Retailers are testing facial-recognition technology to help them catch store thieves, but not all are willing to go on the record about it, Fortune reports.
Wal-Mart, for example, earlier this year tested a system that scans the face of every person who enters a store and alerts security if the person is identified as a known shoplifter. The retailer said the system didn’t have an adequate return on investment.
Facial recognition technology has improved to the point of being more consistently accurate, but consumers don’t like their faces being scanned without their permission, and in some cases have sued companies that identify them that way.
Companies like Face First and NEC Corporation are tailoring their facial recognition services, long a mainstay in law enforcement and border patrol, to an increasing number of retailers.
They say the technology, which is getting more accurate and presumably more affordable as well, is useful in catching known shoplifters as well as in spotting a big spender, loyal customer, or celebrity customer.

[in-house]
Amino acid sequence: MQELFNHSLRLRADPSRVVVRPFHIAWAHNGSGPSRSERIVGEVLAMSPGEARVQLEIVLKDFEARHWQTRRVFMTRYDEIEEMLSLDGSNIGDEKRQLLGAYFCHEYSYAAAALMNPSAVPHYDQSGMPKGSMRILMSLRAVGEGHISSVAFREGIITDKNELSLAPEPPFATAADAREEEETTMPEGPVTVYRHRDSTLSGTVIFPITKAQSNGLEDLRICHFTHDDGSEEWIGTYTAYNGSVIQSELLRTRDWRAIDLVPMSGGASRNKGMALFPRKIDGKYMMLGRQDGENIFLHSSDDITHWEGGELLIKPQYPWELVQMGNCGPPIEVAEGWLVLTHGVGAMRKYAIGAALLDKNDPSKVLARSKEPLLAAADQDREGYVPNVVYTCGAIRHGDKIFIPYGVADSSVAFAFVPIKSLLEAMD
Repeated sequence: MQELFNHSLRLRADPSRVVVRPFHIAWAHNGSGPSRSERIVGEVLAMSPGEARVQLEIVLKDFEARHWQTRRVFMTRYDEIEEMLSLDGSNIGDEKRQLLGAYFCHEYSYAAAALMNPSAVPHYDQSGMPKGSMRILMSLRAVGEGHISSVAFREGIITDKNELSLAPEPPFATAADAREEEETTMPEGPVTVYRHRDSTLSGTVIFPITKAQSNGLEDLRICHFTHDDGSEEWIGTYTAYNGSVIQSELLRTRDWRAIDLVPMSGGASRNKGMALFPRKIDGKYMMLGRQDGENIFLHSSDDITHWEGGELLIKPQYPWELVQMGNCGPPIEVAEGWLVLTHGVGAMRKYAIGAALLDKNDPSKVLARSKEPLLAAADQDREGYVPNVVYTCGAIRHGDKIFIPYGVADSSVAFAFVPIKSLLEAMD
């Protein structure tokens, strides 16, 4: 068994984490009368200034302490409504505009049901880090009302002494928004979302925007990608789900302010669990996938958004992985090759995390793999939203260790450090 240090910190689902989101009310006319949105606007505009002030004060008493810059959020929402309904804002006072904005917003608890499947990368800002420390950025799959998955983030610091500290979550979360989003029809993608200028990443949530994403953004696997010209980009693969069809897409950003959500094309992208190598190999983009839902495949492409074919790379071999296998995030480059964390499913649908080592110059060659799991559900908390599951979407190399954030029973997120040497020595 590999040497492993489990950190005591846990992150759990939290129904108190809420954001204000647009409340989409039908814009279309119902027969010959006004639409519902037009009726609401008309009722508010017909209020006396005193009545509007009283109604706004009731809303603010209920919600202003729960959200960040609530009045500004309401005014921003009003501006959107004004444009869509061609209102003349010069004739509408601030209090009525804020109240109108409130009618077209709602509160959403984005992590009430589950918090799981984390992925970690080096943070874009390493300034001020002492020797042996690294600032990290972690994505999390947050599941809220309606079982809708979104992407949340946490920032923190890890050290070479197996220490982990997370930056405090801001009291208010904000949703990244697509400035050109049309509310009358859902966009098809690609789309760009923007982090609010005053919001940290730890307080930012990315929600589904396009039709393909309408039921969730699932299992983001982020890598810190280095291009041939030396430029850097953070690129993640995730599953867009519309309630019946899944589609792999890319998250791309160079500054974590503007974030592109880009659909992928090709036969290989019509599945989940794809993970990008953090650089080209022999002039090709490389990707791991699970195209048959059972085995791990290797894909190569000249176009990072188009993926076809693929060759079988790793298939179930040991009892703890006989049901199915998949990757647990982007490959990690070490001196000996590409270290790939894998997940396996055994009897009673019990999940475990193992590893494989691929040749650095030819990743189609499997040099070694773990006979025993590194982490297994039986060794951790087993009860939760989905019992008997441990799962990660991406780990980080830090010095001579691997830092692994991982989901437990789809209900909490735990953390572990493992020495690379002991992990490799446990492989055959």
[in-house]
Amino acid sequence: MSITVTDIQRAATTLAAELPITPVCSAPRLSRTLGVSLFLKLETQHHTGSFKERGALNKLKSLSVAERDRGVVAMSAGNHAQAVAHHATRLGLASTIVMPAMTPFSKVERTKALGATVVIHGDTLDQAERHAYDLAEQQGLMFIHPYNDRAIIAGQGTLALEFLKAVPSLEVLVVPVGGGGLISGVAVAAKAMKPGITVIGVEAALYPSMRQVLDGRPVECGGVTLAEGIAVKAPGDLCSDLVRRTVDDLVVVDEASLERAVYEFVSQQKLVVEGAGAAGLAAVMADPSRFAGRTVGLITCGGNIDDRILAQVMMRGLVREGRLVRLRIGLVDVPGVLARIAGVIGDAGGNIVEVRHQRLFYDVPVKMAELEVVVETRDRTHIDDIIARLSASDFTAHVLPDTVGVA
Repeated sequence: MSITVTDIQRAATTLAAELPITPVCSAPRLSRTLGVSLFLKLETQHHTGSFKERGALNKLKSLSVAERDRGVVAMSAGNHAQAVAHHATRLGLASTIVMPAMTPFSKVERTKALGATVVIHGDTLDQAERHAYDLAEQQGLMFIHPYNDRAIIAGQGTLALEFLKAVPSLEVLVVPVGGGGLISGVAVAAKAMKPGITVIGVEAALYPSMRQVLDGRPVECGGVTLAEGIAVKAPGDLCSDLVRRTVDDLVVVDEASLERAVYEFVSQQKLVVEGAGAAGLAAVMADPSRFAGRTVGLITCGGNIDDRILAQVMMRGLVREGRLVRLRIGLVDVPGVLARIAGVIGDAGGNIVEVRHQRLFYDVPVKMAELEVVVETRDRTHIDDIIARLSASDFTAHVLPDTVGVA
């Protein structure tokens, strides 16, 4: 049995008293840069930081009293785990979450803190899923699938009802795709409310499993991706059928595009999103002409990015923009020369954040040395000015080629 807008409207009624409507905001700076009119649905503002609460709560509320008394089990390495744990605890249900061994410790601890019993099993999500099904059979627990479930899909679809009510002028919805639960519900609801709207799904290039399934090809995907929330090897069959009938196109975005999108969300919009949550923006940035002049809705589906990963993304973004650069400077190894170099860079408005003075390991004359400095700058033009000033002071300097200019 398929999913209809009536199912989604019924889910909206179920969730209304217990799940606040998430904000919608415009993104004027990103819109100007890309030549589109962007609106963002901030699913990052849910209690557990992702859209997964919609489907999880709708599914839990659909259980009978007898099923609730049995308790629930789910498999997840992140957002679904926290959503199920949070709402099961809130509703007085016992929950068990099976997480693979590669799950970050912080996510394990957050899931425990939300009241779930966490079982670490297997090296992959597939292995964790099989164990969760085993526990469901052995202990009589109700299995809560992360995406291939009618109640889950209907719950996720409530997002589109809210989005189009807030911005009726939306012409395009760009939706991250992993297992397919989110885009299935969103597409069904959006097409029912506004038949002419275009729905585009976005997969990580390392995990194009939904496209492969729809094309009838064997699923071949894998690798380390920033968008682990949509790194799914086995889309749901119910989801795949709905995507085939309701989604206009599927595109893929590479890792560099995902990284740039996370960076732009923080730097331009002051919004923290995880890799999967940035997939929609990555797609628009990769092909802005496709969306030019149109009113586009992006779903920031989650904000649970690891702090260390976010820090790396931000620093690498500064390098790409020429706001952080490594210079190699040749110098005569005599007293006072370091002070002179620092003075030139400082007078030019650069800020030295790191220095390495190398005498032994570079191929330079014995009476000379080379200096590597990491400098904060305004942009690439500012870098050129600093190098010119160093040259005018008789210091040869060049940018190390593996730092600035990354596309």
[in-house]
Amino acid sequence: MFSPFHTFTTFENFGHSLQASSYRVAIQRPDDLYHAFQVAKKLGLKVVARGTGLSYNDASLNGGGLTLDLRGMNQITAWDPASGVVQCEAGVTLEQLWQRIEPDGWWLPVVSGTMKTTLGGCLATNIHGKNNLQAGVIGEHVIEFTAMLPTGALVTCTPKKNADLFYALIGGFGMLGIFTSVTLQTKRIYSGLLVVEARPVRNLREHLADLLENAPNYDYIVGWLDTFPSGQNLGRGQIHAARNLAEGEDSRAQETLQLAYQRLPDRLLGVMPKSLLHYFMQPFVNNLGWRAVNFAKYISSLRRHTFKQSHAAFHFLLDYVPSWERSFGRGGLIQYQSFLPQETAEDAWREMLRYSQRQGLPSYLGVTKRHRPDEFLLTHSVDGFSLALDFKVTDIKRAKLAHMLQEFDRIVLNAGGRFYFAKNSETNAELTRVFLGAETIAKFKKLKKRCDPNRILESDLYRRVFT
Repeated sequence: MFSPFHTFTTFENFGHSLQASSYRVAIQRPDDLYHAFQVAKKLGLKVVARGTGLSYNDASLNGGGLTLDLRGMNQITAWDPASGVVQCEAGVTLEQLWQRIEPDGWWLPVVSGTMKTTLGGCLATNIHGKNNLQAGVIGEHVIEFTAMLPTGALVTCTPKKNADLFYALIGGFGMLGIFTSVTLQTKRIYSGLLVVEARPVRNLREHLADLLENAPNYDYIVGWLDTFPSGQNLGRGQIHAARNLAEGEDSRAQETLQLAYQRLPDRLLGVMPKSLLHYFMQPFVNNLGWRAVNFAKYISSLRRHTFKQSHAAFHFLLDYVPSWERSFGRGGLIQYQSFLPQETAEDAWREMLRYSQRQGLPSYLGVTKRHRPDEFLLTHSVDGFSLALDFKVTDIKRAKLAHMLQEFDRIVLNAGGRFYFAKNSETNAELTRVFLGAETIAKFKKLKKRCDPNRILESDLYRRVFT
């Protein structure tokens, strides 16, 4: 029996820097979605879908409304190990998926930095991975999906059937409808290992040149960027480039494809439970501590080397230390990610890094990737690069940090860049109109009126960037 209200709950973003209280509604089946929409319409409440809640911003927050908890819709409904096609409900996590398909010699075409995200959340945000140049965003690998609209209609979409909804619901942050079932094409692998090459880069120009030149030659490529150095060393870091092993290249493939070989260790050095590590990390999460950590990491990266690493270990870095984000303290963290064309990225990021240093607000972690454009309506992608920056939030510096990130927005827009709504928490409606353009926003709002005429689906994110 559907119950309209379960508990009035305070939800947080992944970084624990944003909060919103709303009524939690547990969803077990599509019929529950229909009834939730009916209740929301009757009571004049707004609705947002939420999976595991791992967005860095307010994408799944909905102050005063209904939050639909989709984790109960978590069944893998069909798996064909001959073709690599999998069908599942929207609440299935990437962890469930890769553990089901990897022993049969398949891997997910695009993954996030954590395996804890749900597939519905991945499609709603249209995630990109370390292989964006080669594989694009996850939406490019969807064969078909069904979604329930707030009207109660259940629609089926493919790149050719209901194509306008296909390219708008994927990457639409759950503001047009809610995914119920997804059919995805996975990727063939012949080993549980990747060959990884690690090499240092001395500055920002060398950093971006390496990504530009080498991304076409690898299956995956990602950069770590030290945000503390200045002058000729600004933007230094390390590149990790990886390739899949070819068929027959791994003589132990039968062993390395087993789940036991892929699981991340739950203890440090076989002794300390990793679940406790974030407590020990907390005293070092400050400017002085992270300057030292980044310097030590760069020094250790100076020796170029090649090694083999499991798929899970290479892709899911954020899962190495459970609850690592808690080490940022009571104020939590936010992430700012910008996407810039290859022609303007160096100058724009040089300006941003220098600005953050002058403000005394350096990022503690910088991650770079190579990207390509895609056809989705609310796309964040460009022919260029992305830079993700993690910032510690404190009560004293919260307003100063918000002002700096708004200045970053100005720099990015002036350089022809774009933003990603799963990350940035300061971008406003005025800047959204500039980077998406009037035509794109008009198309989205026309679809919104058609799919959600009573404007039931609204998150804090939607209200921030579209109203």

But many customers aren’t happy with the idea, and have gone as far as suing companies over the matter, including Facebook, for invading their privacy and failing to get consent. And many privacy advocates say offering an opt-out provision isn’t adequate.
“Facebook isn’t getting permission,” Alvaro Bedoya, executive director of Georgetown University’s Center on Privacy & Technology, told the Insurance Journal. “Facial recognition is one of those categories of data where a very prominent and a very clear consent is necessary.”
Wal-Mart, one of the few retailers who would go on the record as having tested the tech, told Fortune that the system didn’t have the ROI, but wouldn’t discuss the privacy implications of using the system.
Those privacy implications could extend to legal ones; it may be difficult to prosecute a shoplifter based on the fairly untested, unofficial, and potentially rights-infringing tech.
Reaching any consensus on the area’s untested, undefined boundaries was undermined earlier this year when civil liberties and consumer advocates, including Georgetown’s Bedoya, left talks held at the White House over what they said was business interests’ refusal to compromise.
As far as noticing a retailer’s most loyal shoppers? That could be done by savvy store associates even without the assistance of legally untested privacy-invading technology.